Embodying the spirit of service that is invoked for Martin Luther King’s birthday and Barack Obama’s inauguration, AtMP’s board of directors spent this weekend at a strategic planning retreat in Washington DC.
Although most board members had to return to their far-flung home towns (including Albany, Boulder, Brooklyn, Los Angeles, and San Francisco), I am staying in DC for the inauguration. Today I attended “Driving Change: the role of activists during the Obama administration,” an Inaugural Event produced by the Alliance for Justice. Eli Pariser, Van Jones, JoDee Winterhof and Nan Aron spoke to an audience of several hundred community organizers. A couple of my key take-aways:
- at a time when the economy and war are likely to make the public fearful and reactionary, we must remind people about their shared experiences to encourage them to work together.
- politicians (like courts) rarely go out on a limb for culture change. Rather, they step into safe spaces that have been created by trends of public opinion. In other words, we should expect our leaders to follow, not lead. The job of activists and organizers is to create and give voice to public support for the policies we want politicians to enact.
Our 2009 legislative agenda is starting to take shape. A key step is to identify Representatives and Senators who are likely to be receptive to our message about increasing fairness for singles and non-marital relationships in health care, taxes etc.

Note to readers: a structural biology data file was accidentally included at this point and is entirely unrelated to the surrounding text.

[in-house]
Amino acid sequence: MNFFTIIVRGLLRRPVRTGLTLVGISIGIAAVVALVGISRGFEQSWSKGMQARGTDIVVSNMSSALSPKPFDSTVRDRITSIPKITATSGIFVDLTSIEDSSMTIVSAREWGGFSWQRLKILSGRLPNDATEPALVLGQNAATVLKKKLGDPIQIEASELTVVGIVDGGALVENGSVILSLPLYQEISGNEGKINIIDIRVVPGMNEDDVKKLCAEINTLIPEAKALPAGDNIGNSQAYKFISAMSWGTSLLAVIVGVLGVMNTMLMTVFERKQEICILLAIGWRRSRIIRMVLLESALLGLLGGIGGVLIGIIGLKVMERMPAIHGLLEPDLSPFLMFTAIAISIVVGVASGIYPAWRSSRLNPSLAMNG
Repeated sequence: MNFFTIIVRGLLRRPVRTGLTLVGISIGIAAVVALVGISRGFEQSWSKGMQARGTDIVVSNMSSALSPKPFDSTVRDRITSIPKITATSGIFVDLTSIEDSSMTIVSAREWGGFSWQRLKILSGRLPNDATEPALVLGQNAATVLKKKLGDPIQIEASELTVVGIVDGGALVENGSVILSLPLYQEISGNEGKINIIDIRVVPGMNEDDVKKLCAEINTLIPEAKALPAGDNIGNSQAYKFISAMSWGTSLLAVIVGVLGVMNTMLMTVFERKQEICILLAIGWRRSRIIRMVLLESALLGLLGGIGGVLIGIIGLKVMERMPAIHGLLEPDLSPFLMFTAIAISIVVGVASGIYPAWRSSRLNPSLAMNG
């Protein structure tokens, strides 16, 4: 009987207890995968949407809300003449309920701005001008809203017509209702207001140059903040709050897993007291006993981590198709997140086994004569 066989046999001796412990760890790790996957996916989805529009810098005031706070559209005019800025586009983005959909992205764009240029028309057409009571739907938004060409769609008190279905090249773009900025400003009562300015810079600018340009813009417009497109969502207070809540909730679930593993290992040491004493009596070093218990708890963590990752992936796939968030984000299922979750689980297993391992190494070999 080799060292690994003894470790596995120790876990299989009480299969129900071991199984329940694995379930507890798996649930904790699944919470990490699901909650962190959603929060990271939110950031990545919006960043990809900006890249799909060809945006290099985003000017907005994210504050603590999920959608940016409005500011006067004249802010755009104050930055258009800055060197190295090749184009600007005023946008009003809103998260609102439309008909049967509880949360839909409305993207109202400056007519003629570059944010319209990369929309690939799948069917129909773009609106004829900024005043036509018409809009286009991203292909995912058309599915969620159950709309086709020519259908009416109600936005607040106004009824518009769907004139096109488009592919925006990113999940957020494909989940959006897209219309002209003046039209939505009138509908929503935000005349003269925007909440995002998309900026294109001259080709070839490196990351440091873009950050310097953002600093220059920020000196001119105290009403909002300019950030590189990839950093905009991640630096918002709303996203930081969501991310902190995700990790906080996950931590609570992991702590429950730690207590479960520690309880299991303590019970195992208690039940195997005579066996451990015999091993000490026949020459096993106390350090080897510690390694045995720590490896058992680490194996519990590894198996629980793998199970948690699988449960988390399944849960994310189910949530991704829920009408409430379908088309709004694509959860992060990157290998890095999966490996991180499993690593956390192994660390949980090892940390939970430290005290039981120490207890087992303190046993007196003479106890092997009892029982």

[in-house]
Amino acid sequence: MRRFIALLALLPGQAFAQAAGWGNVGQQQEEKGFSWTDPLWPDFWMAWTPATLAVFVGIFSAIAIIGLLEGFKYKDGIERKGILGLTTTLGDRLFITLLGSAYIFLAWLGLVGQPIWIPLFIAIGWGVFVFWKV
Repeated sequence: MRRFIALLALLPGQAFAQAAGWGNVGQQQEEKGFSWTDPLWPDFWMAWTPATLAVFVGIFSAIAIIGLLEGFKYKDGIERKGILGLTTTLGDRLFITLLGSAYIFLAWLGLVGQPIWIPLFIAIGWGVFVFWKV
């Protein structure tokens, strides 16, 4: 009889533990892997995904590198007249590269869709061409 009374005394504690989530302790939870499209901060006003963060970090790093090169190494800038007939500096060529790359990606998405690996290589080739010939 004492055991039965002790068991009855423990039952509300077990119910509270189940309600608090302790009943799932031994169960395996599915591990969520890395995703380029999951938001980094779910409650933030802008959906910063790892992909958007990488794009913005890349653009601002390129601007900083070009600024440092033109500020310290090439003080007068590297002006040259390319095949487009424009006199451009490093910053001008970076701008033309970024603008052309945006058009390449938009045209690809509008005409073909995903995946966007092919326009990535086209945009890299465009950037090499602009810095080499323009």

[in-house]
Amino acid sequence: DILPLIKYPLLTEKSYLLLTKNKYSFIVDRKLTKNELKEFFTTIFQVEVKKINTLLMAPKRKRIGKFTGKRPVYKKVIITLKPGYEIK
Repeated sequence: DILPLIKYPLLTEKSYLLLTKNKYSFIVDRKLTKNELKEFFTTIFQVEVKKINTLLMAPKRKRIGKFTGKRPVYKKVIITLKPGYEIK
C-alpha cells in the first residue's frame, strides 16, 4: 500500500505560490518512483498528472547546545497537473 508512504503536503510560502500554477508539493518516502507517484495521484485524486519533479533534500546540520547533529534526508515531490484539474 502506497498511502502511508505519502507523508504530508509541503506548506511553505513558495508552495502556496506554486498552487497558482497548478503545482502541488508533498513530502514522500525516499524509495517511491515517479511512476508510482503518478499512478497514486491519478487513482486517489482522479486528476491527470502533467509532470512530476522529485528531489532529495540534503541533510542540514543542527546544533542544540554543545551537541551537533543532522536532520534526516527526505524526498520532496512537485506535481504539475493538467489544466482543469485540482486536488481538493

A recent NY Times article makes the unmarried Sanchez sisters of California sound like potential allies in the House.
Senator Sue Collins of Maine is interested in making domestic partner benefits available regardless of age or gender.
Representative Pete Stark has spoken out against using welfare funds to promote marriage.
AtMP is looking for constituents of these officials who would help us present our agenda to them.
Which additional congressmembers we should prioritize?
Reporters are asking if AtMP will file an amicus brief with the CA supreme court – the short answer is ‘no.’ The reason is that we don’t have lawyers on staff nor money to hire legal consultants. But if we did, we would seriously consider the suggestions of AtMP member Joe D. He says CA could fulfill its constitutional requirement for Equal Protection by merging marriage and civil union and calling them “civil union.”
What’s the best way to respond to marriage discrimination? Are you ready to divorce in protest? How could a test case get to the U.S. Supreme Court? Should government recognition of relationships drop the word marriage? People everywhere are bursting with ideas. This is an opportunity to capture ideas, bounce them around, improve them and create an action community. Read the rest of this entry »
Outrage over California’s Proposition 8 is sparking new interest in the decade-long grassroots movement to boycott marriage. AtMP’s mailbox is full of creative ideas and personal pleas from around the country:
- Jeff and his wife are thinking of getting divorced in protest.
- Joe has drafted a litigation proposal aiming for CA to stop licensing any marriages and offer all couples civil unions instead.
- Debanuj sees bitter irony in the absence of outrage over marriage discrimination ballots in Arkansas, Arizona and Florida, or over other votes that strip even more fundamental rights from people whether gay or not, married or not.
- Catherine says “As a gay Californian, it feels so good to have the support of so many of our straight neighbors.”